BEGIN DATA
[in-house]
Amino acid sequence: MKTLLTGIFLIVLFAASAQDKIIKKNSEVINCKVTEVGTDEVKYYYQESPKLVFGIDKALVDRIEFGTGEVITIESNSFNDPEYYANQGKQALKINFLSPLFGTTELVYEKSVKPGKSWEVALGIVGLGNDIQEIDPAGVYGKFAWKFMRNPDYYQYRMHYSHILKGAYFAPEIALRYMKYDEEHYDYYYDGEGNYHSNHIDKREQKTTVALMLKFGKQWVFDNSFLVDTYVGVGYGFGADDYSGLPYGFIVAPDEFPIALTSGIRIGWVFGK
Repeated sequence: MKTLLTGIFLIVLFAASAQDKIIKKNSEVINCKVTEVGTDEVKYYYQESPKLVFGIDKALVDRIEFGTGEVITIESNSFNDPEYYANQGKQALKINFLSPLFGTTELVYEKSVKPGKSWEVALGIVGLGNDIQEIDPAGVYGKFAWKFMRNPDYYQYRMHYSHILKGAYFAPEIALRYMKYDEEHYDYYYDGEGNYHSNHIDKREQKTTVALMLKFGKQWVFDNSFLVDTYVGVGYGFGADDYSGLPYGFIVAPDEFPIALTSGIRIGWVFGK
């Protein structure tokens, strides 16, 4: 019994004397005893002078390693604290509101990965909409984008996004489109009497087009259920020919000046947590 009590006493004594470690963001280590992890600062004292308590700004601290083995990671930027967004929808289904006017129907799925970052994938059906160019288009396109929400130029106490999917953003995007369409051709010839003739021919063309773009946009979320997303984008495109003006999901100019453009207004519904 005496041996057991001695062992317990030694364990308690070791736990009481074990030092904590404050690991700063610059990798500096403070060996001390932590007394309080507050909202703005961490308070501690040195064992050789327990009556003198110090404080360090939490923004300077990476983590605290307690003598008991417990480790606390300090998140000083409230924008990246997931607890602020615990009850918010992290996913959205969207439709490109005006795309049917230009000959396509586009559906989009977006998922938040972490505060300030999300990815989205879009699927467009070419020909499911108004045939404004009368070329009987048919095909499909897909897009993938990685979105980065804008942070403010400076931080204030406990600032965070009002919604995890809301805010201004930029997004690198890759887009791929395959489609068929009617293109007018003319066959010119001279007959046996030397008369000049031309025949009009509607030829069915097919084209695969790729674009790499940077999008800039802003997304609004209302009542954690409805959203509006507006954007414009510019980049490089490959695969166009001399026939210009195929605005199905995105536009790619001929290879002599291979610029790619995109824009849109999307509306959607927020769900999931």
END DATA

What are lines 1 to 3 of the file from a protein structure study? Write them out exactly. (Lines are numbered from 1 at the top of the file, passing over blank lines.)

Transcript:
[in-house]
Amino acid sequence: MKTLLTGIFLIVLFAASAQDKIIKKNSEVINCKVTEVGTDEVKYYYQESPKLVFGIDKALVDRIEFGTGEVITIESNSFNDPEYYANQGKQALKINFLSPLFGTTELVYEKSVKPGKSWEVALGIVGLGNDIQEIDPAGVYGKFAWKFMRNPDYYQYRMHYSHILKGAYFAPEIALRYMKYDEEHYDYYYDGEGNYHSNHIDKREQKTTVALMLKFGKQWVFDNSFLVDTYVGVGYGFGADDYSGLPYGFIVAPDEFPIALTSGIRIGWVFGK
Repeated sequence: MKTLLTGIFLIVLFAASAQDKIIKKNSEVINCKVTEVGTDEVKYYYQESPKLVFGIDKALVDRIEFGTGEVITIESNSFNDPEYYANQGKQALKINFLSPLFGTTELVYEKSVKPGKSWEVALGIVGLGNDIQEIDPAGVYGKFAWKFMRNPDYYQYRMHYSHILKGAYFAPEIALRYMKYDEEHYDYYYDGEGNYHSNHIDKREQKTTVALMLKFGKQWVFDNSFLVDTYVGVGYGFGADDYSGLPYGFIVAPDEFPIALTSGIRIGWVFGK